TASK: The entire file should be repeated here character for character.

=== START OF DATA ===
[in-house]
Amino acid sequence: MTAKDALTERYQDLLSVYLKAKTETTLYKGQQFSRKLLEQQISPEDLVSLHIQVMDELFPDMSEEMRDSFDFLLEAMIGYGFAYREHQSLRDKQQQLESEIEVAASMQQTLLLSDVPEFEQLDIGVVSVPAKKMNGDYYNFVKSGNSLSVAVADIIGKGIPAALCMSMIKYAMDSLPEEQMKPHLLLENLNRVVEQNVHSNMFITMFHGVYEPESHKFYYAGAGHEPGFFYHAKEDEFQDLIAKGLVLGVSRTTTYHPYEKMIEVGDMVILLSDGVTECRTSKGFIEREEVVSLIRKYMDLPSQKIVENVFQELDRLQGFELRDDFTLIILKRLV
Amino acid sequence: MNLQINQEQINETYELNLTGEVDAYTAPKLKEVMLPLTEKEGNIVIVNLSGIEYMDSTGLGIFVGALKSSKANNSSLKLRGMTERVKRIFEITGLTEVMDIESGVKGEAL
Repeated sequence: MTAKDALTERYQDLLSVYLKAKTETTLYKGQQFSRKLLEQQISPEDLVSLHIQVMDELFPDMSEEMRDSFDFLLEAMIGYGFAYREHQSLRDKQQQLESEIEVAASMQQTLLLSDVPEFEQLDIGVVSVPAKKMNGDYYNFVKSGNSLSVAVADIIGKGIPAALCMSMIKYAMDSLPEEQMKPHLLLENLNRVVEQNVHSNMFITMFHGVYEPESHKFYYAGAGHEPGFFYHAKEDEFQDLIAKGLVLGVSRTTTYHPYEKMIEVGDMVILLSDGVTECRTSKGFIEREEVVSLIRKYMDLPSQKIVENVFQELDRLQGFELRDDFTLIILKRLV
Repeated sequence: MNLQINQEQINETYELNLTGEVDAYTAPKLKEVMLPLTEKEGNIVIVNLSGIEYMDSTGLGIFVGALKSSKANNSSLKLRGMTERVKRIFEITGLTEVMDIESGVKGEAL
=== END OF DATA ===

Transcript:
[in-house]
Amino acid sequence: MTAKDALTERYQDLLSVYLKAKTETTLYKGQQFSRKLLEQQISPEDLVSLHIQVMDELFPDMSEEMRDSFDFLLEAMIGYGFAYREHQSLRDKQQQLESEIEVAASMQQTLLLSDVPEFEQLDIGVVSVPAKKMNGDYYNFVKSGNSLSVAVADIIGKGIPAALCMSMIKYAMDSLPEEQMKPHLLLENLNRVVEQNVHSNMFITMFHGVYEPESHKFYYAGAGHEPGFFYHAKEDEFQDLIAKGLVLGVSRTTTYHPYEKMIEVGDMVILLSDGVTECRTSKGFIEREEVVSLIRKYMDLPSQKIVENVFQELDRLQGFELRDDFTLIILKRLV
Amino acid sequence: MNLQINQEQINETYELNLTGEVDAYTAPKLKEVMLPLTEKEGNIVIVNLSGIEYMDSTGLGIFVGALKSSKANNSSLKLRGMTERVKRIFEITGLTEVMDIESGVKGEAL
Repeated sequence: MTAKDALTERYQDLLSVYLKAKTETTLYKGQQFSRKLLEQQISPEDLVSLHIQVMDELFPDMSEEMRDSFDFLLEAMIGYGFAYREHQSLRDKQQQLESEIEVAASMQQTLLLSDVPEFEQLDIGVVSVPAKKMNGDYYNFVKSGNSLSVAVADIIGKGIPAALCMSMIKYAMDSLPEEQMKPHLLLENLNRVVEQNVHSNMFITMFHGVYEPESHKFYYAGAGHEPGFFYHAKEDEFQDLIAKGLVLGVSRTTTYHPYEKMIEVGDMVILLSDGVTECRTSKGFIEREEVVSLIRKYMDLPSQKIVENVFQELDRLQGFELRDDFTLIILKRLV
Repeated sequence: MNLQINQEQINETYELNLTGEVDAYTAPKLKEVMLPLTEKEGNIVIVNLSGIEYMDSTGLGIFVGALKSSKANNSSLKLRGMTERVKRIFEITGLTEVMDIESGVKGEAL